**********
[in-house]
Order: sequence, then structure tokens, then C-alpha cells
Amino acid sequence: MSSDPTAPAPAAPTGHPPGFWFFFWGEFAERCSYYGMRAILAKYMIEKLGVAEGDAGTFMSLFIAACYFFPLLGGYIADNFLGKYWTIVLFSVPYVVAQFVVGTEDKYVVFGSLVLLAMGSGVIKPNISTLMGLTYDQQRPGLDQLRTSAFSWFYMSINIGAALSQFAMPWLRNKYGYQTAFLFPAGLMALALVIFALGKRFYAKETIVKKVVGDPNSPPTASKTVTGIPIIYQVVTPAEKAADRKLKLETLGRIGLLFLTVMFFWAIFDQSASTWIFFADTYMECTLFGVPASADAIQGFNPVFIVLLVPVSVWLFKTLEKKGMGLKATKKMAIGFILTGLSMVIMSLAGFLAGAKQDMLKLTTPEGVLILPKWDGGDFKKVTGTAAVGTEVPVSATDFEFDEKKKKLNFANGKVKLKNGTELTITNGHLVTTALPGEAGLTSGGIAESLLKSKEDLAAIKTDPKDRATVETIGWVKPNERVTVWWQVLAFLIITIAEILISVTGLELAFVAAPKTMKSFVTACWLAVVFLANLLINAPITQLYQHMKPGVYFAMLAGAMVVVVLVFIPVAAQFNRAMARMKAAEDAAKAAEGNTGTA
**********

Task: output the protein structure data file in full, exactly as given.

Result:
[in-house]
Order: sequence, then structure tokens, then C-alpha cells
Amino acid sequence: MSSDPTAPAPAAPTGHPPGFWFFFWGEFAERCSYYGMRAILAKYMIEKLGVAEGDAGTFMSLFIAACYFFPLLGGYIADNFLGKYWTIVLFSVPYVVAQFVVGTEDKYVVFGSLVLLAMGSGVIKPNISTLMGLTYDQQRPGLDQLRTSAFSWFYMSINIGAALSQFAMPWLRNKYGYQTAFLFPAGLMALALVIFALGKRFYAKETIVKKVVGDPNSPPTASKTVTGIPIIYQVVTPAEKAADRKLKLETLGRIGLLFLTVMFFWAIFDQSASTWIFFADTYMECTLFGVPASADAIQGFNPVFIVLLVPVSVWLFKTLEKKGMGLKATKKMAIGFILTGLSMVIMSLAGFLAGAKQDMLKLTTPEGVLILPKWDGGDFKKVTGTAAVGTEVPVSATDFEFDEKKKKLNFANGKVKLKNGTELTITNGHLVTTALPGEAGLTSGGIAESLLKSKEDLAAIKTDPKDRATVETIGWVKPNERVTVWWQVLAFLIITIAEILISVTGLELAFVAAPKTMKSFVTACWLAVVFLANLLINAPITQLYQHMKPGVYFAMLAGAMVVVVLVFIPVAAQFNRAMARMKAAEDAAKAAEGNTGTA